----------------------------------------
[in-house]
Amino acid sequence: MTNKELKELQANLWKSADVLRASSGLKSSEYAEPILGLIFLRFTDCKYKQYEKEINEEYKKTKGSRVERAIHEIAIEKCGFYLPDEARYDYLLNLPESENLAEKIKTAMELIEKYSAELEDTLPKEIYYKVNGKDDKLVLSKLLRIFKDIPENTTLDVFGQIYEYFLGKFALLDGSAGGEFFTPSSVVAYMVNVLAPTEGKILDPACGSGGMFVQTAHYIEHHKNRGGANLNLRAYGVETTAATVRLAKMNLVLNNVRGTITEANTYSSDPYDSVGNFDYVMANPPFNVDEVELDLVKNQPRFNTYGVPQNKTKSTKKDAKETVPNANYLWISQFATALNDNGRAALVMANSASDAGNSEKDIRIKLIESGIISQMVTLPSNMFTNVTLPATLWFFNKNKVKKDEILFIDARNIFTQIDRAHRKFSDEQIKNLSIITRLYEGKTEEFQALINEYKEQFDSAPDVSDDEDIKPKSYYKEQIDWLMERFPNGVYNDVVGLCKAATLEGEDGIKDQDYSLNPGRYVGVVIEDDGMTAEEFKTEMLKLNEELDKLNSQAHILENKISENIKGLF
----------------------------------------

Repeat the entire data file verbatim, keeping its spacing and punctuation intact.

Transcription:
[in-house]
Amino acid sequence: MTNKELKELQANLWKSADVLRASSGLKSSEYAEPILGLIFLRFTDCKYKQYEKEINEEYKKTKGSRVERAIHEIAIEKCGFYLPDEARYDYLLNLPESENLAEKIKTAMELIEKYSAELEDTLPKEIYYKVNGKDDKLVLSKLLRIFKDIPENTTLDVFGQIYEYFLGKFALLDGSAGGEFFTPSSVVAYMVNVLAPTEGKILDPACGSGGMFVQTAHYIEHHKNRGGANLNLRAYGVETTAATVRLAKMNLVLNNVRGTITEANTYSSDPYDSVGNFDYVMANPPFNVDEVELDLVKNQPRFNTYGVPQNKTKSTKKDAKETVPNANYLWISQFATALNDNGRAALVMANSASDAGNSEKDIRIKLIESGIISQMVTLPSNMFTNVTLPATLWFFNKNKVKKDEILFIDARNIFTQIDRAHRKFSDEQIKNLSIITRLYEGKTEEFQALINEYKEQFDSAPDVSDDEDIKPKSYYKEQIDWLMERFPNGVYNDVVGLCKAATLEGEDGIKDQDYSLNPGRYVGVVIEDDGMTAEEFKTEMLKLNEELDKLNSQAHILENKISENIKGLF